Ready Player One by Ernest Cline.
Cinder by Marissa Meyer.
How to Cook Everything Vegetarian by Mark Bittman.
The New Laurel's Kitchen: A Handbook for Vegetarian Cookery & Nutrion by Laurel Robertson.
How to Cook Everything Veg by Culinate, Inc. (iPad app)
Epicurious Recipes & Shopping List by Conde Nast Digital (iPad app)
Little Princes by Conor Grennan. For readers who enjoyed Three Cups of Tea, this is the story of a young man who volunteers at an orphanage in Nepal, as a sort of self-justification before embarking on further world travels. Nepal is emerging from a civil war, and the 18 children at the orphanage are not actually orphans…they are victims of kidnappers and extortionists. Grennan finds purpose and his own future in the plight of the children, whose smiles and energy will stay with you long after you’ve finished this life-affirming book.
Quiet: The Power of Introverts in a World That Can’t Stop Talking by Susan Cain. Ever wonder why some people thrive on social activity and others need “down time” to re-charge? It turns out that there are more introverts in the world than you might think – at least one out of every three people meets the criteria. In our culture of celebrity and social media, the value of a quiet, more thoughtful disposition is getting buried. Susan Cain reminds us that our world was built, to a large extent, on contributions from introverts like Rosa Parks and Dale Carnegie. Quiet tells us how we can all live and work more productively by understanding our own selves better, no matter where we fall on the extrovert-introvert scale.
NPR: The First Forty Years. All Things Considered. Fresh Air. Car Talk. Morning Edition. They’ve been mainstays for years, and this new collection gathers the best, by decade, of NPR broadcasts. We move from live commentary on Viet Nam protests in the 70s to the Challenger explosion of 1986, the Clarence Thomas hearings, September 11, and less weighty topics like whether the Wint-O-Green Life Savers candy really sparks when chewed in the dark (it does!). This four-disc CD set is a perfect travel companion through the past forty years of NPR. And no fundraising breaks!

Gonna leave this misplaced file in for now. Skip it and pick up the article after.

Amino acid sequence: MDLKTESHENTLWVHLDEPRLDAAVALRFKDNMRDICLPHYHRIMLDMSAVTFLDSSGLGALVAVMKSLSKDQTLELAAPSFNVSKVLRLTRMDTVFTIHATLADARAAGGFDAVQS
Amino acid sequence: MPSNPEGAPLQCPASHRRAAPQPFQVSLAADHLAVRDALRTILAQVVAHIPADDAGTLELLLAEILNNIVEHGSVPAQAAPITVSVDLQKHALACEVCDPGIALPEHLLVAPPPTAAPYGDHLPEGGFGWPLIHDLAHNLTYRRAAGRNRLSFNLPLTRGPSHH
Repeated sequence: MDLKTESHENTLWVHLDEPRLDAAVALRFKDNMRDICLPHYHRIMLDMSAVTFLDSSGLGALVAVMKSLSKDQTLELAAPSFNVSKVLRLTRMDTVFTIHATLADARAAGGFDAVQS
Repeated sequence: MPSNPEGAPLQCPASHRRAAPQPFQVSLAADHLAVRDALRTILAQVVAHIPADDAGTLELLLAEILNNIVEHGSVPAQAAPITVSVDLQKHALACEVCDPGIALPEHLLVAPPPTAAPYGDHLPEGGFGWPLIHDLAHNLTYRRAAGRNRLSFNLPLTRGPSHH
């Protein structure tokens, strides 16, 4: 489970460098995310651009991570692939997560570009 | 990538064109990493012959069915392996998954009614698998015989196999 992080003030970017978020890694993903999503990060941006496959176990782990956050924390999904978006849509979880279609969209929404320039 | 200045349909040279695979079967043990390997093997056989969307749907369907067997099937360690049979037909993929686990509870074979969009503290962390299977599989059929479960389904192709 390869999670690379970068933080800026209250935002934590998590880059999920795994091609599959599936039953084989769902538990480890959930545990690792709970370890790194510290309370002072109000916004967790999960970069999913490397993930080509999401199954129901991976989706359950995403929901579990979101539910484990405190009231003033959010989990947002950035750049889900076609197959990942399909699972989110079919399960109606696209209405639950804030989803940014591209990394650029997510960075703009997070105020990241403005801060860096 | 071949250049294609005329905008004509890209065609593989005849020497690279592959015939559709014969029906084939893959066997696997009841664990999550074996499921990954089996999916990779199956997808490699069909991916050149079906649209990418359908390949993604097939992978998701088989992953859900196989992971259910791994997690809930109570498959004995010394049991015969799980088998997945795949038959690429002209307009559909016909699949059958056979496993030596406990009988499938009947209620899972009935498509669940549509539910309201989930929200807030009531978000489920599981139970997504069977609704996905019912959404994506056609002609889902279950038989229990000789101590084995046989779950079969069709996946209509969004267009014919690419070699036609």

Little House series by Laura Ingalls Wilder. The Wilder Life (2011) reminded us of the cherished series by Laura Ingalls Wilder, tracing her childhood in pioneer America. Although they’re technically children’s books and classified as fiction, this series taught many young readers about life in the 1800s: log cabins, one-room schoolhouses, primers, prairie bonnets, and so many more details that are remembered by readers years later. The books actually hold up quite well and can be appreciated by adult readers as well. Re-connect with a beloved childhood friend or discover Laura and her family for the first time!
Anne of Green Gables by L.M. Montgomery. Anne (note the "e") Shirley is probably the first redheaded orphan in literature. She was a mistake--sent from the orphanage when the Cuthbert siblings really needed was a boy to help around the farm. Instead, Anne wins them over and still 100+ years later, is one of the most resourceful, positive, and is always-getting-herself-into-trouble-and-back-out-again heroines ever written! The entire series is a must-read.
Three Junes by Julia Glass. This is a book divided into three sections which correspond to three different Junes in 1989, 1995, and in the early 2000s. We begin with the Scottish patriarch, Paul, who heads to Greece after his wife dies. He meets and tries to cultiviate a relationship with a young female painter, Fern. Then the book jumps to Paul's gay son, Fenno. Paul's children are gathering at the homestead to prepare for their father's funeral. Most of the book focuses on Fenno. The final section unites Fern with Fenno at a dinner party in the Hamptons. This is a story of misunderstandings, how to survive after a loved one's death, things we never said, and how to keep on living.
The Princess Academy by Shannon Hale. In a kingdom divided between the lowlands and the highlands (mountains), there is a mountain village that is famous for the rocks it quarries. In this village is a girl named Miri who desperately wants to help in the quarry but is forbidden. Then the messanger comes -- all eligible girls are to be trained in lowland manners in preparation for being the Prince's bride as ordained by the kingdom's priests. Who will become princess? Who will foil the kidnapping plot? Will Miri find her place in life?
Quick Fix Meals: 200 Simple, Delicious Recipes to Make Mealtime Easy by Robin Miller. When I moved away from home the first time, I needed to learn to eat more than sandwiches. I searched the cookbooks at the local library until I came away with this gem. I wowed my parent with my seemingly complicated but simple chicken parmesan!